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Earlier this month, Team Trev member Andrew visited Zimbabwe for a week to meet with key stakeholders in our project to develop a solar-powered vehicle for transporting pregnant women to hospital in rural Zimbabwe. His other task was to assess the roads.
The trip was a great success—we now have a much clearer view of the task ahead, and enthusiastic support from the NGO, hospital and health authorities in Zimbabwe.
One of the key outcomes of the trip is a change of name for the project. Nobody wants to travel in an ambulance, and so the vehicle will be called the ‘African Solar Taxi’.
The other major outcome is that we now have GPS paths and lots of video for the roads we will be using. Many of the roads are dirt tracks. Most of the bitumen roads have not been maintained since they were built about 30 years ago; they are wide enough for one car only, and have potholes and rough edges. This means that we will have to build a vehicle that is both lightweight and robust, with four wheels.
You can find out more, and track our progress, on our new blog: africansolartaxi.com.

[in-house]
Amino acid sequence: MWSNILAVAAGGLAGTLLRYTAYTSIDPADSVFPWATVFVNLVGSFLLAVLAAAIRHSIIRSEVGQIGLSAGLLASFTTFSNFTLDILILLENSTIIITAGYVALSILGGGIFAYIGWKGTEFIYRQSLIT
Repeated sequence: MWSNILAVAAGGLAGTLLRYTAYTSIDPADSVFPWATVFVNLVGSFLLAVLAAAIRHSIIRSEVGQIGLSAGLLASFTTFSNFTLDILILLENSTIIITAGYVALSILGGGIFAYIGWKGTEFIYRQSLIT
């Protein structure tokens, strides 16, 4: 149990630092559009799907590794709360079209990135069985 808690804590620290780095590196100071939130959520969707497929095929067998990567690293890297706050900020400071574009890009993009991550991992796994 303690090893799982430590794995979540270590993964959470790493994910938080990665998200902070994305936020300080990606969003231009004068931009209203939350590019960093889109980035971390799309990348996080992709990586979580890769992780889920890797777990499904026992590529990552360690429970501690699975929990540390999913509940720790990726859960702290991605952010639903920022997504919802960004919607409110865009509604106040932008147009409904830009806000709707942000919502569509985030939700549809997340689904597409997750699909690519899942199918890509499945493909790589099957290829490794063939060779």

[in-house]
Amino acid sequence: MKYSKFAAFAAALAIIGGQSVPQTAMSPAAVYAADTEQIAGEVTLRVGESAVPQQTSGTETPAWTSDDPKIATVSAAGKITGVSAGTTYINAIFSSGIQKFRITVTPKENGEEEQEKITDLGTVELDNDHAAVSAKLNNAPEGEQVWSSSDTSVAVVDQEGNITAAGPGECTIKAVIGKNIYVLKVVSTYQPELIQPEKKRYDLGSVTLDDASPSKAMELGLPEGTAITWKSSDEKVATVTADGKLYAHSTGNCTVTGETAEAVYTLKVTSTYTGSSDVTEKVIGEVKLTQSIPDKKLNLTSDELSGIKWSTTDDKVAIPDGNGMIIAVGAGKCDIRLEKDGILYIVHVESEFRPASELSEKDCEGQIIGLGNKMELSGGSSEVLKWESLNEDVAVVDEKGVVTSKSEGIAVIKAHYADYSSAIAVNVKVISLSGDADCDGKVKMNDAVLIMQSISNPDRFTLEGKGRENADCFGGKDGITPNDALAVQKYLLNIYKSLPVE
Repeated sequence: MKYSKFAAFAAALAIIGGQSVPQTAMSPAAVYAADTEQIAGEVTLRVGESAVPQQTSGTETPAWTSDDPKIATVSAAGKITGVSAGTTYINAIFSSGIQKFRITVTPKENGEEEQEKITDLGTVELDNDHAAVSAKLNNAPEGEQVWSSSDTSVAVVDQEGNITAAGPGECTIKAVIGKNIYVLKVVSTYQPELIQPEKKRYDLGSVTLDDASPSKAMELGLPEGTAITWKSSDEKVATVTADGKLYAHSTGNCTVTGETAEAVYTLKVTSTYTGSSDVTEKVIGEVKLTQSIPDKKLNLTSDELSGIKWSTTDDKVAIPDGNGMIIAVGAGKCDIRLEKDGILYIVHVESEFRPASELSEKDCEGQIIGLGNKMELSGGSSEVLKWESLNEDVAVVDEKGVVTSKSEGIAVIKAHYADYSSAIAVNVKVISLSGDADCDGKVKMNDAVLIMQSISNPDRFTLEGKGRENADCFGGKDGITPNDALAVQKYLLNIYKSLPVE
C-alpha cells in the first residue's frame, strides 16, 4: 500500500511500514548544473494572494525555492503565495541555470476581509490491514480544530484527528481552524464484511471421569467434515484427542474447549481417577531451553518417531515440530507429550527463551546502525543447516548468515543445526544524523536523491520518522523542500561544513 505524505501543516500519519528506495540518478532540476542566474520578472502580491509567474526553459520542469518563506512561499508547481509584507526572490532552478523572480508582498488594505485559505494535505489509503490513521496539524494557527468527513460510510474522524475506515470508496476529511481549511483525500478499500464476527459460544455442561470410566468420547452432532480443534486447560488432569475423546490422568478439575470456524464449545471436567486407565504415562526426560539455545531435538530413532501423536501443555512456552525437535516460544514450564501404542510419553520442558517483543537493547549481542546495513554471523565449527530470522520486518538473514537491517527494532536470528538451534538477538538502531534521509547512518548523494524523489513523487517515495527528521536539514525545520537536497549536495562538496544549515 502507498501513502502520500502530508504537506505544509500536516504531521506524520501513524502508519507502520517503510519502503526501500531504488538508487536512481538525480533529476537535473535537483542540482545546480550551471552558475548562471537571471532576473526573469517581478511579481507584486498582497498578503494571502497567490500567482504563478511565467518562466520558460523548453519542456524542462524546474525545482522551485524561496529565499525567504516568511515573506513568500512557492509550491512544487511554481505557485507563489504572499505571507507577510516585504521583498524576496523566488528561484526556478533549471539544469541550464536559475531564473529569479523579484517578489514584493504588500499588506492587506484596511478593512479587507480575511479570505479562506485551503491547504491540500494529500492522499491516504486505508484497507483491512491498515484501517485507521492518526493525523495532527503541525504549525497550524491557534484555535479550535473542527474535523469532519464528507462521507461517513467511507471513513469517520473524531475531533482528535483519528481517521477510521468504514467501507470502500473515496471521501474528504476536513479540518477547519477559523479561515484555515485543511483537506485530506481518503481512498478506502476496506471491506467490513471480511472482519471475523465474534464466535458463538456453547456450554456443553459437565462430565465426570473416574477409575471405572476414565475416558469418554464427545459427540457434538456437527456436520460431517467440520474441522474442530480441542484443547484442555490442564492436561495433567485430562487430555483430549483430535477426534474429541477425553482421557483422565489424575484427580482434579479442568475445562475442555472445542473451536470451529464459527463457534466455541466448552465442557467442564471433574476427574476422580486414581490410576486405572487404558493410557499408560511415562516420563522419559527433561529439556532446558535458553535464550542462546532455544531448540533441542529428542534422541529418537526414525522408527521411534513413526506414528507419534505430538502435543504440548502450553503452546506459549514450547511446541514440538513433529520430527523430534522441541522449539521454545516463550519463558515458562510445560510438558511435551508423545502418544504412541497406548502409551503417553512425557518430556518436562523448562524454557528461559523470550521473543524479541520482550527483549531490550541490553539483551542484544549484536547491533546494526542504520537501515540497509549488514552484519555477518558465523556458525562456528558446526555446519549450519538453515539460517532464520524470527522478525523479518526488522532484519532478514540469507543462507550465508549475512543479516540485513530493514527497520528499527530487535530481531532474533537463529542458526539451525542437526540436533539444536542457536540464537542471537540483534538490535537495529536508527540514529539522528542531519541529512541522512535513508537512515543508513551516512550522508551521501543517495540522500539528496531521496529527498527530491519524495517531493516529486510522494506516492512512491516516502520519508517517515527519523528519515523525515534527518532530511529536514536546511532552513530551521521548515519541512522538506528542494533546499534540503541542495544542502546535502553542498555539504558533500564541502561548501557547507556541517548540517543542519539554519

Earlier this year we were contacted by an organisation in Zimbabwe enquiring about the possible use of solar-powered vehicles for transporting pregnant women from rural villages to health care facilities. Our initial reaction was that off-the-shelf petrol vehicles or golf carts would be more versatile and reliable. But petrol and electricity are too expensive and often unavailable in Zimbabwe.
Zimbabwe has one of the highest maternal death rates in the world. One of the factors that contributes to the high maternal death rate is the difficulty that expecting mothers have in getting from rural villages to health care facilities such as delivery hospitals. Almost half of the births in the Mashonaland Central region are delivered at home without formal medical assistance.